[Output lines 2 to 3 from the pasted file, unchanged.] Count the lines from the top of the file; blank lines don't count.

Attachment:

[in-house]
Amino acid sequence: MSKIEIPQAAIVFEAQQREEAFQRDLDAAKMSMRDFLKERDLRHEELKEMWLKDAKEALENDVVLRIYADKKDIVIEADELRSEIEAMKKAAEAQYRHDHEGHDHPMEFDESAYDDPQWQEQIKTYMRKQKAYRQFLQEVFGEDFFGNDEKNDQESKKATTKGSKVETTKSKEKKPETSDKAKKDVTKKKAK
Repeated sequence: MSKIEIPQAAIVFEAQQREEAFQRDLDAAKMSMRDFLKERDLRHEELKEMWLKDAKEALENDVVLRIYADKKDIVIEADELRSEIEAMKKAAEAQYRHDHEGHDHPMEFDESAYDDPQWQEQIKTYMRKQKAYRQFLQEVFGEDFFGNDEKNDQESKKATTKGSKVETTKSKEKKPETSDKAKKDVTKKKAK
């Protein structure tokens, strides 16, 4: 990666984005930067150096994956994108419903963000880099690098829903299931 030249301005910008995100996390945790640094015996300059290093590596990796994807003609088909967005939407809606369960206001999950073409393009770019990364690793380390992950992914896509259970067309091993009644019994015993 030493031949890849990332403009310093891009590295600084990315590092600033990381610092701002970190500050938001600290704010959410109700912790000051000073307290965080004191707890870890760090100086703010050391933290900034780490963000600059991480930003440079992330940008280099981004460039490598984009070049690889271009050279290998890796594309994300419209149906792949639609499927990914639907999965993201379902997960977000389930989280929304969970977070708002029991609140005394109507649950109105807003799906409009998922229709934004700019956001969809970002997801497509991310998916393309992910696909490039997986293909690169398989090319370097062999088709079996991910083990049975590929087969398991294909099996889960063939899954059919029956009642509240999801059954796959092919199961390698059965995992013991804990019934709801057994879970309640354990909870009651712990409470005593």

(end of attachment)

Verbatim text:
Amino acid sequence: MSKIEIPQAAIVFEAQQREEAFQRDLDAAKMSMRDFLKERDLRHEELKEMWLKDAKEALENDVVLRIYADKKDIVIEADELRSEIEAMKKAAEAQYRHDHEGHDHPMEFDESAYDDPQWQEQIKTYMRKQKAYRQFLQEVFGEDFFGNDEKNDQESKKATTKGSKVETTKSKEKKPETSDKAKKDVTKKKAK
Repeated sequence: MSKIEIPQAAIVFEAQQREEAFQRDLDAAKMSMRDFLKERDLRHEELKEMWLKDAKEALENDVVLRIYADKKDIVIEADELRSEIEAMKKAAEAQYRHDHEGHDHPMEFDESAYDDPQWQEQIKTYMRKQKAYRQFLQEVFGEDFFGNDEKNDQESKKATTKGSKVETTKSKEKKPETSDKAKKDVTKKKAK